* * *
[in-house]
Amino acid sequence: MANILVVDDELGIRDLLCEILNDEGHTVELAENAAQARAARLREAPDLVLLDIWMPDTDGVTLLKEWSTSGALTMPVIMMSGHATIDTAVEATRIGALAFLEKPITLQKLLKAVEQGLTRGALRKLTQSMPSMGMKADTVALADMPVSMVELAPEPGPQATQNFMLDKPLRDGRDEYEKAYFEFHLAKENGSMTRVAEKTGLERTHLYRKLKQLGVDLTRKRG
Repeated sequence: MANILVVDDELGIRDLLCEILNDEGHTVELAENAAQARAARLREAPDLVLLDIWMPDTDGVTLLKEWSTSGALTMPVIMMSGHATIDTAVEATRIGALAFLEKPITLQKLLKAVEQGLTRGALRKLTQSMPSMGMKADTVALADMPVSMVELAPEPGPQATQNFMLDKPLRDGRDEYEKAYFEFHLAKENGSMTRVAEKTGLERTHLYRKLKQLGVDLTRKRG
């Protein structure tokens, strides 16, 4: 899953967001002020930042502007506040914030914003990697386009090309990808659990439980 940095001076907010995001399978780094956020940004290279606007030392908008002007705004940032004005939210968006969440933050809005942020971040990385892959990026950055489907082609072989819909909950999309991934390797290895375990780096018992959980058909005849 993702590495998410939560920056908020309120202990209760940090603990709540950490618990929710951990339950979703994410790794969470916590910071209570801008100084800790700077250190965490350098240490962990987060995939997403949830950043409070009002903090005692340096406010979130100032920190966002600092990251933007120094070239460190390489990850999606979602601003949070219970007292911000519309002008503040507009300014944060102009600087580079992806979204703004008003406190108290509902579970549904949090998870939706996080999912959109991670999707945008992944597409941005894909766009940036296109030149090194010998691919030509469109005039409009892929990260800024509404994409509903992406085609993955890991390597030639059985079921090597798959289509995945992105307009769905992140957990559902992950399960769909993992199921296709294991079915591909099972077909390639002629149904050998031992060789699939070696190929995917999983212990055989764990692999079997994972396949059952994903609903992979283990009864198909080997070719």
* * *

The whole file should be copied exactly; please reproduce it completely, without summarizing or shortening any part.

[in-house]
Amino acid sequence: MANILVVDDELGIRDLLCEILNDEGHTVELAENAAQARAARLREAPDLVLLDIWMPDTDGVTLLKEWSTSGALTMPVIMMSGHATIDTAVEATRIGALAFLEKPITLQKLLKAVEQGLTRGALRKLTQSMPSMGMKADTVALADMPVSMVELAPEPGPQATQNFMLDKPLRDGRDEYEKAYFEFHLAKENGSMTRVAEKTGLERTHLYRKLKQLGVDLTRKRG
Repeated sequence: MANILVVDDELGIRDLLCEILNDEGHTVELAENAAQARAARLREAPDLVLLDIWMPDTDGVTLLKEWSTSGALTMPVIMMSGHATIDTAVEATRIGALAFLEKPITLQKLLKAVEQGLTRGALRKLTQSMPSMGMKADTVALADMPVSMVELAPEPGPQATQNFMLDKPLRDGRDEYEKAYFEFHLAKENGSMTRVAEKTGLERTHLYRKLKQLGVDLTRKRG
């Protein structure tokens, strides 16, 4: 899953967001002020930042502007506040914030914003990697386009090309990808659990439980 940095001076907010995001399978780094956020940004290279606007030392908008002007705004940032004005939210968006969440933050809005942020971040990385892959990026950055489907082609072989819909909950999309991934390797290895375990780096018992959980058909005849 993702590495998410939560920056908020309120202990209760940090603990709540950490618990929710951990339950979703994410790794969470916590910071209570801008100084800790700077250190965490350098240490962990987060995939997403949830950043409070009002903090005692340096406010979130100032920190966002600092990251933007120094070239460190390489990850999606979602601003949070219970007292911000519309002008503040507009300014944060102009600087580079992806979204703004008003406190108290509902579970549904949090998870939706996080999912959109991670999707945008992944597409941005894909766009940036296109030149090194010998691919030509469109005039409009892929990260800024509404994409509903992406085609993955890991390597030639059985079921090597798959289509995945992105307009769905992140957990559902992950399960769909993992199921296709294991079915591909099972077909390639002629149904050998031992060789699939070696190929995917999983212990055989764990692999079997994972396949059952994903609903992979283990009864198909080997070719």